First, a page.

The foreseeability concept underlying Pinkerton is also the main concern underlying a possible due process violation. Given that " [s]ection 924(c) (1) reaches the possession of a firearm which in any manner facilitates the execution of a felony," United States v. Acosta-Cazares, 878 F.2d at 952 (quoting United States v. LaGuardia, 774 F.2d 317, 321 (8th Cir. 1985)), and that " 'uses' ... should be construed broadly to cover the gamut of situations where drug traffickers have ready access to weapons with which they secure or enforce their transactions," Id., foreseeability is not too attenuated in this case. The "well recognized nexus between drugs and firearms," United States v. Golter, 880 F.2d 91, 94 (8th Cir. 1989), is acknowledged in this instance where parties, who had never dealt with each other before, agreed to exchange $60,000 for three kilograms of cocaine.
Clifford Friend appeals three issues concerning the district court's application of the Federal Sentencing Guidelines. First, Friend asserts the court erroneously included ten kilograms in the negotiated for quantity of cocaine used to establish the base offense level under section 2D1.1. United States Sentencing Commission, Guidelines Manual, § 2D1.1. Friend contends there was no evidence he was capable of purchasing the two five kilogram amounts he negotiated for and, thus, they should have been excluded from the calculation. See Guidelines Manual, § 2D1.4 comment. (n. 1) (" [W]here the court finds that the defendant did not intend to produce and was not reasonably capable of producing the negotiated amount, the court shall exclude from the guideline calculation the amount that it finds the defendant did not intend to produce and was not reasonably capable of producing."). Friend bases this argument on the testimony of Roderick Stafford who asserted he "coached" Friend to act like a dope dealer in exchange for a few hundred dollars.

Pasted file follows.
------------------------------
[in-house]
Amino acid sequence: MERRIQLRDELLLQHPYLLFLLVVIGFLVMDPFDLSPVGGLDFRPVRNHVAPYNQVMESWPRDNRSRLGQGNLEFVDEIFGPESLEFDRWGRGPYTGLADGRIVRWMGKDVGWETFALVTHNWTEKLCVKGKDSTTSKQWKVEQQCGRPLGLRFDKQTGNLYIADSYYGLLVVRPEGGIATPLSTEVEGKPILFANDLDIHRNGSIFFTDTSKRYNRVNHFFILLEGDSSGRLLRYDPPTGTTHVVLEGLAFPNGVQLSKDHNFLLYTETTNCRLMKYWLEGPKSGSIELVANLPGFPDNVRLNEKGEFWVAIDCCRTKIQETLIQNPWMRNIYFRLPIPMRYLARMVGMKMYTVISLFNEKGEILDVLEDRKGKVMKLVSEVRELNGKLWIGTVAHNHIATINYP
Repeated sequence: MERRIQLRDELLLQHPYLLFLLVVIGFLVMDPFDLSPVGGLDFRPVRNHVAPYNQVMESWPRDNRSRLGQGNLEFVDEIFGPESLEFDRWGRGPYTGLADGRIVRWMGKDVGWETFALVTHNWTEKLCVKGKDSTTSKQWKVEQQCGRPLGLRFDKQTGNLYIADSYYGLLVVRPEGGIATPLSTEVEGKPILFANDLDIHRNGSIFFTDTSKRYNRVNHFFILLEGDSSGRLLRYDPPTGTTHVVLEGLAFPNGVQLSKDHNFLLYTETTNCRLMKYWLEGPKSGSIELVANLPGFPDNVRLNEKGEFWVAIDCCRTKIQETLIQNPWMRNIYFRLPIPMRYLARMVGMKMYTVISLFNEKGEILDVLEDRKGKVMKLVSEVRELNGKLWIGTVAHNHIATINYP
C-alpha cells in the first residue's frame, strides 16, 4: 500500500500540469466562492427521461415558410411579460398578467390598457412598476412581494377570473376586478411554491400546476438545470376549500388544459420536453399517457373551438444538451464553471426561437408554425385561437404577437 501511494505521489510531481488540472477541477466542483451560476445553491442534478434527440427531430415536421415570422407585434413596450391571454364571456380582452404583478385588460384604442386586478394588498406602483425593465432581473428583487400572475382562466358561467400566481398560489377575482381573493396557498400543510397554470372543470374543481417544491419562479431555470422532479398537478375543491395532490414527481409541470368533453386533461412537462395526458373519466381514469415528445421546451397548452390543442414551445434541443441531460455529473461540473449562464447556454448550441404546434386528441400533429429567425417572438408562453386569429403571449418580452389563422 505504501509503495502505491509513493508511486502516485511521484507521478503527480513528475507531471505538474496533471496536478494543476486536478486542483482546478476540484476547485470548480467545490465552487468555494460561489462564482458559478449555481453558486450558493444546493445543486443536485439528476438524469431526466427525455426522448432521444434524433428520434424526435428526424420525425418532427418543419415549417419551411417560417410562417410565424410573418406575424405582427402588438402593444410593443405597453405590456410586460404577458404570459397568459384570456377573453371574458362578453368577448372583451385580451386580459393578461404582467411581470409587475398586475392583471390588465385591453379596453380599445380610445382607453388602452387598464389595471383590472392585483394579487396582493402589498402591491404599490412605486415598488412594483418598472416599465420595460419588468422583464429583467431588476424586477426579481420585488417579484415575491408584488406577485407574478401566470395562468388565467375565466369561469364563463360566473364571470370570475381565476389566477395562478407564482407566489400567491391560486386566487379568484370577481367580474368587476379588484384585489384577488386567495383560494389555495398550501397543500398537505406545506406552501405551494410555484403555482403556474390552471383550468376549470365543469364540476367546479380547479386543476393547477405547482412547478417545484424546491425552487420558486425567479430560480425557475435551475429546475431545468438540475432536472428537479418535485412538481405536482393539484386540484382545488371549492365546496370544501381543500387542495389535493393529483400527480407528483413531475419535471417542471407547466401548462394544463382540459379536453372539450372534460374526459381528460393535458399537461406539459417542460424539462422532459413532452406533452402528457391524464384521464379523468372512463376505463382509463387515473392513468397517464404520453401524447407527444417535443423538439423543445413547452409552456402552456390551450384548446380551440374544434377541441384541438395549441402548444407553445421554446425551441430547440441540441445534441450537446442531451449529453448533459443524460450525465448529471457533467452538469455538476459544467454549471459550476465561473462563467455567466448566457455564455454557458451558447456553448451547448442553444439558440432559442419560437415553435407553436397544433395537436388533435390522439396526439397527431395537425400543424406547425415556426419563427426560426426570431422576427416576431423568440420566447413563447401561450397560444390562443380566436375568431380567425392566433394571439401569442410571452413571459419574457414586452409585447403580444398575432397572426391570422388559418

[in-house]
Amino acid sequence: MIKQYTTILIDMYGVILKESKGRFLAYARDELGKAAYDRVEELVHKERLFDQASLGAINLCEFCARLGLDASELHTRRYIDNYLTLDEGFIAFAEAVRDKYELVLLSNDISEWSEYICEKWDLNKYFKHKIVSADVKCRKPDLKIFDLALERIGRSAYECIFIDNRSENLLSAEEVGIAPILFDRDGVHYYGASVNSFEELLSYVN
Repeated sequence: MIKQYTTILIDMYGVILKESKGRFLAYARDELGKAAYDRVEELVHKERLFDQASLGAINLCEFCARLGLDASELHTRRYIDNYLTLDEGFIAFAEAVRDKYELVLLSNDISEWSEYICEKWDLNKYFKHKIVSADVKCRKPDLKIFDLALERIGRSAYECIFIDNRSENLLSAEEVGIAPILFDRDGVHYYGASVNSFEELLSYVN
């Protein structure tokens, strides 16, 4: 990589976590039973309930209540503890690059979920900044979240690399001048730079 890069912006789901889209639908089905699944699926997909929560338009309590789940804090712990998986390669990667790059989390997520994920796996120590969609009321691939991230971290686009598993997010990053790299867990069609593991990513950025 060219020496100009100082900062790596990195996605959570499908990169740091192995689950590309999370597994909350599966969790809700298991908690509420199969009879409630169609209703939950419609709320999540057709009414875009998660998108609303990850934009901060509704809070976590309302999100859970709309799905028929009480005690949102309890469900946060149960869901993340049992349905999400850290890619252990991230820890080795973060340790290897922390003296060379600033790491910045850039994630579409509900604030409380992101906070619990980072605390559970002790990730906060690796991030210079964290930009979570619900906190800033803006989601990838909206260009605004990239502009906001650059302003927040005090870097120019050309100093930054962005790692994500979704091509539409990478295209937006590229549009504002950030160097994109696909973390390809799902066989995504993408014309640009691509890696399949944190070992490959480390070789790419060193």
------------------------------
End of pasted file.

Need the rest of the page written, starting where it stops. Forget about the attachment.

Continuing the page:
This circuit has previously ruled that once the government satisfies its burden in establishing a negotiated amount, the defendants have the burden of proving that they were not capable of producing that amount. United States v. Rodriquez, 896 F.2d 1031, 1033 (6th Cir. 1990).
The burden of proof is ordinarily placed on the party who benefits from the establishment of a fact. Moreover, mitigating circumstances are more likely to be within the defendant's knowledge than the government's. They may require the defendant's testimony which the government may not be able to compel.
Id. The videotape of the exchange shows Friend repeatedly boasting of the ability to quickly sell kilogram quantities of cocaine and that his only problem is getting a consistent supply. It also shows Friend take and test the kilo of cocaine brought into the room by Agent Byler. Because of this powerful evidence, we do not believe the district court was clearly erroneous in rejecting Stafford's testimony and including ten kilograms in the Sentencing Guidelines calculation.
Friend also asserts that the district court erred by declining to reduce his sentence to reflect mitigating circumstances. He basically contends that compared to the sentences received by Stafford, Christian, and Grant, his sentence is improper. The only question before the court is whether the district court erred in its application of the Sentencing Guidelines to Friend's case. Friend cites no facts or cases supporting his assertion that it did.
Lastly, Friend argues the district court erred by making a two-level enhancement under Sentencing Guidelines § 2D1.1(b) (1) for the presence of a firearm. He contends the gun under Grant's car seat "was neither within the scope of the agreement, nor ... reasonably foreseeable in connection with the activity." Guidelines Manual, § 1B1.3, comment. (n. 1). Under the foreseeability analysis applied to Christian, we believe Grant's ready access to the gun was foreseeable to Friend.
For the foregoing reasons, we affirm the judgments of the district court.